Bigger Than The Devil


Nuclear Blast Records, 1999 › wiki › Stormtroopers_of_Death

REVIEW BY: Christopher Thelen


For a "one-off" band, Stormtroopers Of Death (S.O.D.) is sure building up a discography.

Last we heard from the guys who made "P.C." persona non grata, they staged a brief reunion, released as Live At Budokan. Recorded seven years after they forever left their mark on metal with Speak English Or Die, Billy Milano and crew proved that they still knew how to deliver the goods and make a punch in the face seem like the highest pleasure.

Now, seven years after Live At Budokan, Milano, guitarist Scott Ian, bassist Danny Lilker and drummer Charlie Benante return for S.O.D.'s long-awaited sophomore studio effort, Bigger Than The Devil. While there still is a lot of the outrageous tongue-in-cheek humor that has been the characteristic of this band, it also reflects a group that is 14 years older, wiser and - dare I say it? - mature.

First, a warning: you have to have either a sense of humor or a knowledge of who S.O.D. really is before listening to this. If you take any of the more outrageous statements personally, you need to get a life. For that matter, click the "back" button on your browser, and check out a different review. This one would just get your blood pressure raised.my_heart_sings_the_harmony_web_ad_alt_250

Now, then... Milano proves time and time again he is one of the most powerful hardcore singers/screamers in the business, and the years have not diminished his menacing bellows. From the opening bars of the title track, you know that Milano means business.

Musically, S.O.D. hasn't slowed down a beat - that is, until you get to "The Song That Don't Go Fast," a great inside joke. S.O.D. gives us the chance to watch them laugh at themselves, notably on "Shenanigans," which makes reference to the incident where Ian was arrested after breaking into the New York Yankees spring training facility.

Like the previous works of S.O.D., Bigger Than The Devil contains a lot of material that, if taken out of context, would offend a lot of people. But if you take the time to listen to the music and read the lyrics, you'd be hard-pressed to take the more outrageous stuff serious. Tracks like "Free Dirty Needles," "The Crackhead Song" and "Make Room, Make Room" are prime examples; no doubt some politician is going to go on the air and decry these songs as a sign of society today. Allow me to be the first to say: SHUT UP!!!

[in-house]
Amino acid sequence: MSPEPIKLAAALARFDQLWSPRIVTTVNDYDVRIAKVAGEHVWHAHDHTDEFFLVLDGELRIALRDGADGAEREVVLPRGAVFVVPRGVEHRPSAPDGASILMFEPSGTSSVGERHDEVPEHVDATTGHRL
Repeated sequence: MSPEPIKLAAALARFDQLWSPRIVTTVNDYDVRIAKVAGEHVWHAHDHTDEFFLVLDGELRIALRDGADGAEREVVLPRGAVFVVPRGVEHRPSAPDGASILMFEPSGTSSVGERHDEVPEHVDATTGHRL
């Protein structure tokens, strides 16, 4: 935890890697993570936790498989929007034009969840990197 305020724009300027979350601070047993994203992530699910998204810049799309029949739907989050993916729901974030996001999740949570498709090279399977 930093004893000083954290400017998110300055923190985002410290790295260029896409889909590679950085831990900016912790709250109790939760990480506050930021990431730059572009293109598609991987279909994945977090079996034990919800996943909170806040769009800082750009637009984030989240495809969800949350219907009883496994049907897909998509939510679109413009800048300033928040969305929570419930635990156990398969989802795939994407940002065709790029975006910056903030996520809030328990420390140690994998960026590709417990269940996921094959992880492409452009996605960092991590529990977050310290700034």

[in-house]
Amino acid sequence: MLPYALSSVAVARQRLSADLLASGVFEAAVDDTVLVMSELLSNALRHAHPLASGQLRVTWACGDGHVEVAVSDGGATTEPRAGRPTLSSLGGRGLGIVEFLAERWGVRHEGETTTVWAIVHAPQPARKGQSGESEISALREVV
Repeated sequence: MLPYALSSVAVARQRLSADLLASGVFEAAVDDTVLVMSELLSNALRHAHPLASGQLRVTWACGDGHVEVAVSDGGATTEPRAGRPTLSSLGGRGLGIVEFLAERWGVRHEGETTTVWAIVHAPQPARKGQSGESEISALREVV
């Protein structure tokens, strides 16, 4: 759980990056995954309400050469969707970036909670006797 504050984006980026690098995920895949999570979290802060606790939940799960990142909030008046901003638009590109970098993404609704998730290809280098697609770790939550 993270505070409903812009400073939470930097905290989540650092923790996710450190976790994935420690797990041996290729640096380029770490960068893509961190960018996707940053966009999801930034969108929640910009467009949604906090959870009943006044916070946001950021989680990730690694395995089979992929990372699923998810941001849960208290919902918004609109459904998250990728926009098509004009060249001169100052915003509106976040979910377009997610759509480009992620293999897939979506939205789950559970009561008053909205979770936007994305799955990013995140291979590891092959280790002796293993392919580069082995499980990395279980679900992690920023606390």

But if you think S.O.D. is all fun and games, the band dares to turn serious in the moshing with tracks like "We All Bleed Red," a disrespectful ode to the great melting pot of humanity that many people don't want to recognize. Who woulda thunk it - S.O.D. with a message?

While the playing is excellent on this album and it is well worth checking out, there is something missing from Bigger Than The Devil that was on Speak English Or Die. Whether it's a total "devil-may-care" attitude (no pun intended) because it was just a fun, goofy side project, or it's a sense of urgency to the music because of limited studio time, I'm not sure. But there is something missing in the equation that was there before - and the album does suffer a little because of its absence.

Still, Bigger Than The Devil is a reminder not only that hardcore is still alive, but that music can still be fun and doesn't have to be serious all the time. S.O.D. have made their career spreading that message, and with this album, they dust off the Doc Martens to do it again.

Rating: B

User Rating: Not Yet Rated



© 1999 Christopher Thelen and The Daily Vault. All rights reserved. Review or any portion may not be reproduced without written permission. Cover art is the intellectual property of Nuclear Blast Records, and is used for informational purposes only.